Denmark: Mandate for trade unions to establish common ground for merger

Delegates at the 2015 autumn congresses of the two union confederations LO and FTF agreed to find a basis for closer cooperation. A steering committee now has until the end of 2017 to formulate proposals for a partial or full merger to put before their members.


In recent years, the two largest union confederations in Denmark, the Danish Confederation of Trade Unions (LO) and the Confederation of Professionals in Denmark (FTF) have cooperated on different labour market policy issues, joining forces and thereby being able to take up a stronger negotiating position with the government.

Created in 1899, LO is the oldest union confederation. In 1952 a group of its members (salaried employees and statutory civil servants) dissatisfied with the strong link between the unions, particularly LO, and the Social Democratic Party, broke away to create FTF – independent of political parties and representing only workers in the public sector. Today FTF is still dominated by salaried employees in the public sector, such as teachers, nurses and bank employees, but it now also has some private sector members.

Moves towards closer cooperation

In the autumn of 2013 LO and FTF began work to:

  • analyse the challenges and possibilities for the trade union movement in the period leading up to 2020;
  • examine the concrete possibilities for closer political and organisational cooperation;
  • consider perspectives and opinions within each federation, with a view to a possible merger into one new confederation.

The final option has been discussed every year for the past decade by the member unions of LO and FTF but was, until recently, dismissed.

The increased political cooperation, for example on education and working environments, in negotiations with the government and the employers has again stimulated talks about a merger. The leadership of FTF and LO has for some time pointed out the advantages, in various instances, of a bigger and stronger common confederation.

In November 2015 a steering committee of 14 members of the leadership of LO and FTF, (7 from each), was set up with the mandate to consider closer cooperation between the two organisations and to put forward proposals for the political and organisational foundation for a merger. Both LO and FTF held congresses in the autumn of 2015 and delegates at both events gave their mandate to the steering committee to continue this investigative work.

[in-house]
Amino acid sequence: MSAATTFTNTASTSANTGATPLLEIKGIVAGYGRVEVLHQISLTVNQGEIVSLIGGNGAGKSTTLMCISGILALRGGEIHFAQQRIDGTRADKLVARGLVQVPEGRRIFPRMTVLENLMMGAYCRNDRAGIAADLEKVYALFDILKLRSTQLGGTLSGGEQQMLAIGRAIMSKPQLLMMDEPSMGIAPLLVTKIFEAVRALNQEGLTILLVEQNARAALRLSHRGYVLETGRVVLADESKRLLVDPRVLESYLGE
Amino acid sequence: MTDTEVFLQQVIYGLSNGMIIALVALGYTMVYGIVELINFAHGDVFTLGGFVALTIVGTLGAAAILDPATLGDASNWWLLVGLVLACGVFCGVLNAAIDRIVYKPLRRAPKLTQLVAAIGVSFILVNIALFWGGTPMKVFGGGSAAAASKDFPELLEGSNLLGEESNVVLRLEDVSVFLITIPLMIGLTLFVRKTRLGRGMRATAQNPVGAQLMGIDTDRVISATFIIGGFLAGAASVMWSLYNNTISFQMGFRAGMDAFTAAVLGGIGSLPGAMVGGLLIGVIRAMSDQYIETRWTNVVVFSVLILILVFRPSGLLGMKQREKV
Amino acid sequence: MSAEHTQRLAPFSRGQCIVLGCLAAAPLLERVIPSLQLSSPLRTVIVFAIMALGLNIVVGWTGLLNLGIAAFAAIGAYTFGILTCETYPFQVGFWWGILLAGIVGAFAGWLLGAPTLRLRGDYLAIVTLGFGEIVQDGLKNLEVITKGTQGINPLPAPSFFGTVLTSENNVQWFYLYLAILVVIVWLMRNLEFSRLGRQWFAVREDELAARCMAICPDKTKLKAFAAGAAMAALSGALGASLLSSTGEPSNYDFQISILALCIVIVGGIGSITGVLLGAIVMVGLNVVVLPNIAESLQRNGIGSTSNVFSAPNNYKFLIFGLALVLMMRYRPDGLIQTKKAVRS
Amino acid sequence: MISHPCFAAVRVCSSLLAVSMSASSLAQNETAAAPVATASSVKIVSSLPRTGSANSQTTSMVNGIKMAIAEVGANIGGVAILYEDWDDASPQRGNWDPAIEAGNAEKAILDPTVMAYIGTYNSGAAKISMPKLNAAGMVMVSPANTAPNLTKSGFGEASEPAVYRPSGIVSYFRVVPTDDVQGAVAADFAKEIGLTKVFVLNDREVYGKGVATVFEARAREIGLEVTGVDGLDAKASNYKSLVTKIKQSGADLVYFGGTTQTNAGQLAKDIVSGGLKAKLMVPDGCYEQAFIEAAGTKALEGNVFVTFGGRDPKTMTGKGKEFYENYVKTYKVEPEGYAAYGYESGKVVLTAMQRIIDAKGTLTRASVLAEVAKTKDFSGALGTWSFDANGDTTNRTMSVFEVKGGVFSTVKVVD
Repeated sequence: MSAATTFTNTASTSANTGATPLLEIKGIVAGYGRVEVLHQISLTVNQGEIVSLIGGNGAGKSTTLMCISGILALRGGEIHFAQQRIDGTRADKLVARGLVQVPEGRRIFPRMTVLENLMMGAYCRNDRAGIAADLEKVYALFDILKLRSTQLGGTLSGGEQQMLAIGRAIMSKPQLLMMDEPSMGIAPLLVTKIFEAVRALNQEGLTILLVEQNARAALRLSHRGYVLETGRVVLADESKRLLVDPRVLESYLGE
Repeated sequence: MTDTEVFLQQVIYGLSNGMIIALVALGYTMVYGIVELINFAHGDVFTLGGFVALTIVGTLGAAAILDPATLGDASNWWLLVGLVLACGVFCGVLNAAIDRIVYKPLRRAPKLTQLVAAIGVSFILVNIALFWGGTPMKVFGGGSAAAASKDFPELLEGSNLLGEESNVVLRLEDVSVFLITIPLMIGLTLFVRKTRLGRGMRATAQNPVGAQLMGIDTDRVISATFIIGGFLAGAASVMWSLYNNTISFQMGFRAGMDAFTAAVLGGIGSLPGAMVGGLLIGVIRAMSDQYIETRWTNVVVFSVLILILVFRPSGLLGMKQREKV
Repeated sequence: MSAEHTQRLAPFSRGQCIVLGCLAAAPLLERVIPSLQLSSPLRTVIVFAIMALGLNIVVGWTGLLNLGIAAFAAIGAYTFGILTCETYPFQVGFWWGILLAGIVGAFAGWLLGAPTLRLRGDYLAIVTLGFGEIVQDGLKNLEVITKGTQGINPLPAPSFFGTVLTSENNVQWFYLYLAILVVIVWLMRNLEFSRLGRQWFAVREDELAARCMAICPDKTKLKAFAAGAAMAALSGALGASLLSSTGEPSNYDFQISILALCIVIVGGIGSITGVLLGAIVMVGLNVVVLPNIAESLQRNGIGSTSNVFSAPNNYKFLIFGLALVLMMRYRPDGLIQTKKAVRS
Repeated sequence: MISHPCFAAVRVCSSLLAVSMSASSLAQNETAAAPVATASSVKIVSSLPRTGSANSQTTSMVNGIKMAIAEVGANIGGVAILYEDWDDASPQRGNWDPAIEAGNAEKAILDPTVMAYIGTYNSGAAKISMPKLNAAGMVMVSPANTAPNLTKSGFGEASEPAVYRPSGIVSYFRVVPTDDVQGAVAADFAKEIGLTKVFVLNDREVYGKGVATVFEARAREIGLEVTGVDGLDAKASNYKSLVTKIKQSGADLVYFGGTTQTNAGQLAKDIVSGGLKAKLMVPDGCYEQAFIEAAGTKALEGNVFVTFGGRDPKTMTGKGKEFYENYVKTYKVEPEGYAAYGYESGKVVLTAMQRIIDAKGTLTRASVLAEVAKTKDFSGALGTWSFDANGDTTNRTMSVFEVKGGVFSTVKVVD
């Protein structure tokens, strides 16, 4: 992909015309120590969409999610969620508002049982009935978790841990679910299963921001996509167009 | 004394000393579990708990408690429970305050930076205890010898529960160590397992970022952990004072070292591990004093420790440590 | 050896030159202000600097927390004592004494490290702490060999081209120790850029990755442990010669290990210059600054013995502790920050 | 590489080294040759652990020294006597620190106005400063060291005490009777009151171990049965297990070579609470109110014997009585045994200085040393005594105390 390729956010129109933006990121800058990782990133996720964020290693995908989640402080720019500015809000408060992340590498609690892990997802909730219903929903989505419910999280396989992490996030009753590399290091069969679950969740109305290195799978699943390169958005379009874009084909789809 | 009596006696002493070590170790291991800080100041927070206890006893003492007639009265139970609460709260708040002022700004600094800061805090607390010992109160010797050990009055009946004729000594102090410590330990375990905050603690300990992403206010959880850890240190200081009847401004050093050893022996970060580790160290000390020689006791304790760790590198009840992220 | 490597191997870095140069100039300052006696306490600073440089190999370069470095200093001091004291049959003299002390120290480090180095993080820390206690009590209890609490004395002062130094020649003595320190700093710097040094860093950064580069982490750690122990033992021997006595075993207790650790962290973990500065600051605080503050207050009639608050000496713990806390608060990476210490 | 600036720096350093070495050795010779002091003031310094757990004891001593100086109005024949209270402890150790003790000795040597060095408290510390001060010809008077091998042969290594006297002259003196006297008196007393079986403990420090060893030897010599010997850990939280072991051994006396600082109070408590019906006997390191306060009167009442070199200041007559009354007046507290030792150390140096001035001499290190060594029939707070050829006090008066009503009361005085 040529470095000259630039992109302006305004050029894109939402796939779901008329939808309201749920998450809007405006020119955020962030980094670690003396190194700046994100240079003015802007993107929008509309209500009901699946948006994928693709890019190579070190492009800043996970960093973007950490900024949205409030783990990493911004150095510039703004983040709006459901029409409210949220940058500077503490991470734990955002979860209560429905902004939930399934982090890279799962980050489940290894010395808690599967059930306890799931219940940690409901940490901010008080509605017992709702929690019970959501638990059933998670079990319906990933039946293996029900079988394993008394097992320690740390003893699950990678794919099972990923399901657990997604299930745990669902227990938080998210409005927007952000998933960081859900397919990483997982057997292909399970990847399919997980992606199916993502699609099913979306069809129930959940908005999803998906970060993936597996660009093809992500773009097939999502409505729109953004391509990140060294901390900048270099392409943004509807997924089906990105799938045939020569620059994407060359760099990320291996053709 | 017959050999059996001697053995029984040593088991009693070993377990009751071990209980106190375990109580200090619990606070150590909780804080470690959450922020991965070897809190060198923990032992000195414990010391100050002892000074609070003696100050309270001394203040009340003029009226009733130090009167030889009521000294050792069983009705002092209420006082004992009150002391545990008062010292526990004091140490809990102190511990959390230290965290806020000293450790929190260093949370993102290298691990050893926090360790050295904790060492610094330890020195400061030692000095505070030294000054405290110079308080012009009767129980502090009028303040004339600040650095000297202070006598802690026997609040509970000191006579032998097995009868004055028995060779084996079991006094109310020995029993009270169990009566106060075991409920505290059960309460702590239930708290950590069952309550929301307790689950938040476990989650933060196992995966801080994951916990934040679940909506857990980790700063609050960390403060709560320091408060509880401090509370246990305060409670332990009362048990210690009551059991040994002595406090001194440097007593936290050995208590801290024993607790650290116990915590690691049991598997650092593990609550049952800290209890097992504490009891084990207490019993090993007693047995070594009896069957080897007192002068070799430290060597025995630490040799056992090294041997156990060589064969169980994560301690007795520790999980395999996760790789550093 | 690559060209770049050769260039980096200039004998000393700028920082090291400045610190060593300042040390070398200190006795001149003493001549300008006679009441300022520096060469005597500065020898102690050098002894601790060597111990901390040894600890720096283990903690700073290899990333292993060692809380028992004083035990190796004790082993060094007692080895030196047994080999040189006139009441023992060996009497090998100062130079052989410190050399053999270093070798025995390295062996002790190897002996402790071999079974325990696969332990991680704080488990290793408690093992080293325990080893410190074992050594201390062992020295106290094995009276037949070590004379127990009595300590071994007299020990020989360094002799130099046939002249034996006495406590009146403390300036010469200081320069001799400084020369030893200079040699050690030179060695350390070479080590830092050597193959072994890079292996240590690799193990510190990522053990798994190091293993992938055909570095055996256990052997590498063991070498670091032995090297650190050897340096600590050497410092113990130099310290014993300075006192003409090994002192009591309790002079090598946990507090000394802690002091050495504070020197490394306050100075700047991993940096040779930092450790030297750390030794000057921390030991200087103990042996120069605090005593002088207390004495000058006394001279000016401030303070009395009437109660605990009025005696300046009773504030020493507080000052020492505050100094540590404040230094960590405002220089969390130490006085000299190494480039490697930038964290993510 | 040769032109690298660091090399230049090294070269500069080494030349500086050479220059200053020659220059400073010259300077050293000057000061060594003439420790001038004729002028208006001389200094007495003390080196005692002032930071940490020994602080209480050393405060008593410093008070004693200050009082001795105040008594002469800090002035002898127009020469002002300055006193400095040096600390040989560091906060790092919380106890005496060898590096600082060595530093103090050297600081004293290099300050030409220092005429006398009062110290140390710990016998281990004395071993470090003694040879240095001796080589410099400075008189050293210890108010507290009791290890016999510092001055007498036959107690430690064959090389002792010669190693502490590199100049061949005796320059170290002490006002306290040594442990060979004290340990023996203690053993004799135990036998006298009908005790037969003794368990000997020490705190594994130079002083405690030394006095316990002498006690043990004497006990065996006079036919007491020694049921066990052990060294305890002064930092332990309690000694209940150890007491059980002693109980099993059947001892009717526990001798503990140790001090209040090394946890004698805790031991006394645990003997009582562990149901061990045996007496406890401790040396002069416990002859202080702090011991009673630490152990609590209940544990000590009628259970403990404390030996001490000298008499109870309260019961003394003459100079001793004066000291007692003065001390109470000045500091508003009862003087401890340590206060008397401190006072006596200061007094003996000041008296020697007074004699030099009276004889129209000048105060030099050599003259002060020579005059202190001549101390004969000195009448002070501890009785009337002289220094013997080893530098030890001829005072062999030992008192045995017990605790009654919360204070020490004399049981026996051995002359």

It was decided that by the end of 2017, at the latest, the steering committee would be in a position to clarify the foundation for a new joint confederation. If approved, the new organisation would encompass 85% of all agreements covering employees in the Danish labour market. The mandate requests that the committee create a framework that would include proposals for a new name for the joint confederation, its mission and visions, its political basis and structure, focus areas, regional and local structure, statute and economy.

Examining the possibilities

Before the LO and FTF general congresses last autumn, the steering committee issued a report, the LO–FTF 2020 project: Report from the political steering committee (PDF), which offered an overview of the work accomplished so far and presented three possible scenarios for cooperation.

A strategic alliance

This would mean that LO and FTF continue to act as independent confederations while systematically investigating the possibilities of cooperation on core tasks. The difference between this and the current issue-by-issue method of cooperation would be that the two organisations would agree on a common strategy for selected political areas, such as education and vocational training. The disadvantage of this scenario could be a lack of joint influence if, for instance, employers and governments were to negotiate separately with the confederations.

A new confederation